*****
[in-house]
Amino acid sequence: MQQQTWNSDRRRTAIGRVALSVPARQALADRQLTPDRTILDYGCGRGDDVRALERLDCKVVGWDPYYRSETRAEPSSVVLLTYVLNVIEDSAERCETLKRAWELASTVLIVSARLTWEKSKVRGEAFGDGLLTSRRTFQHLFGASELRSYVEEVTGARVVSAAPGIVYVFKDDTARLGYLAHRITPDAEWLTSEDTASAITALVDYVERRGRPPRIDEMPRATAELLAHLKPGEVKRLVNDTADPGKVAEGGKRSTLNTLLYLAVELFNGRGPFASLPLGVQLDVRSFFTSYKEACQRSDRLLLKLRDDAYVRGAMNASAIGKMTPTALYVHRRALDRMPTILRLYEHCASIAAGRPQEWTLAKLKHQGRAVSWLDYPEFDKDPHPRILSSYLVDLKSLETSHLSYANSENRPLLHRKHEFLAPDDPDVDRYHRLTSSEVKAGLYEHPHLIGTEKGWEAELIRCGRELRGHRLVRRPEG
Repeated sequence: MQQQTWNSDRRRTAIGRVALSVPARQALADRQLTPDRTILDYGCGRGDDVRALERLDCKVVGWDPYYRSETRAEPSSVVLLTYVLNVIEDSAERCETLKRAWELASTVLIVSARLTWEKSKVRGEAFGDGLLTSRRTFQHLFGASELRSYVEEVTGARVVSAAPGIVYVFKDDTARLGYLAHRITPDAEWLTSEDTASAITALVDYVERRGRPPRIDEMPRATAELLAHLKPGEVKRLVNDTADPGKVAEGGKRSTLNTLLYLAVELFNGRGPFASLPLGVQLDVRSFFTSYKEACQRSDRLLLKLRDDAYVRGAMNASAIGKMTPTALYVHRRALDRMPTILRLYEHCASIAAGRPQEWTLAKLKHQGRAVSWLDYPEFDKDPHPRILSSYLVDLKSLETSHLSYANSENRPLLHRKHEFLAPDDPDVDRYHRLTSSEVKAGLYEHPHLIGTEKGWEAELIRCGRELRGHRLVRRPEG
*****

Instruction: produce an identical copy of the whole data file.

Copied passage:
[in-house]
Amino acid sequence: MQQQTWNSDRRRTAIGRVALSVPARQALADRQLTPDRTILDYGCGRGDDVRALERLDCKVVGWDPYYRSETRAEPSSVVLLTYVLNVIEDSAERCETLKRAWELASTVLIVSARLTWEKSKVRGEAFGDGLLTSRRTFQHLFGASELRSYVEEVTGARVVSAAPGIVYVFKDDTARLGYLAHRITPDAEWLTSEDTASAITALVDYVERRGRPPRIDEMPRATAELLAHLKPGEVKRLVNDTADPGKVAEGGKRSTLNTLLYLAVELFNGRGPFASLPLGVQLDVRSFFTSYKEACQRSDRLLLKLRDDAYVRGAMNASAIGKMTPTALYVHRRALDRMPTILRLYEHCASIAAGRPQEWTLAKLKHQGRAVSWLDYPEFDKDPHPRILSSYLVDLKSLETSHLSYANSENRPLLHRKHEFLAPDDPDVDRYHRLTSSEVKAGLYEHPHLIGTEKGWEAELIRCGRELRGHRLVRRPEG
Repeated sequence: MQQQTWNSDRRRTAIGRVALSVPARQALADRQLTPDRTILDYGCGRGDDVRALERLDCKVVGWDPYYRSETRAEPSSVVLLTYVLNVIEDSAERCETLKRAWELASTVLIVSARLTWEKSKVRGEAFGDGLLTSRRTFQHLFGASELRSYVEEVTGARVVSAAPGIVYVFKDDTARLGYLAHRITPDAEWLTSEDTASAITALVDYVERRGRPPRIDEMPRATAELLAHLKPGEVKRLVNDTADPGKVAEGGKRSTLNTLLYLAVELFNGRGPFASLPLGVQLDVRSFFTSYKEACQRSDRLLLKLRDDAYVRGAMNASAIGKMTPTALYVHRRALDRMPTILRLYEHCASIAAGRPQEWTLAKLKHQGRAVSWLDYPEFDKDPHPRILSSYLVDLKSLETSHLSYANSENRPLLHRKHEFLAPDDPDVDRYHRLTSSEVKAGLYEHPHLIGTEKGWEAELIRCGRELRGHRLVRRPEG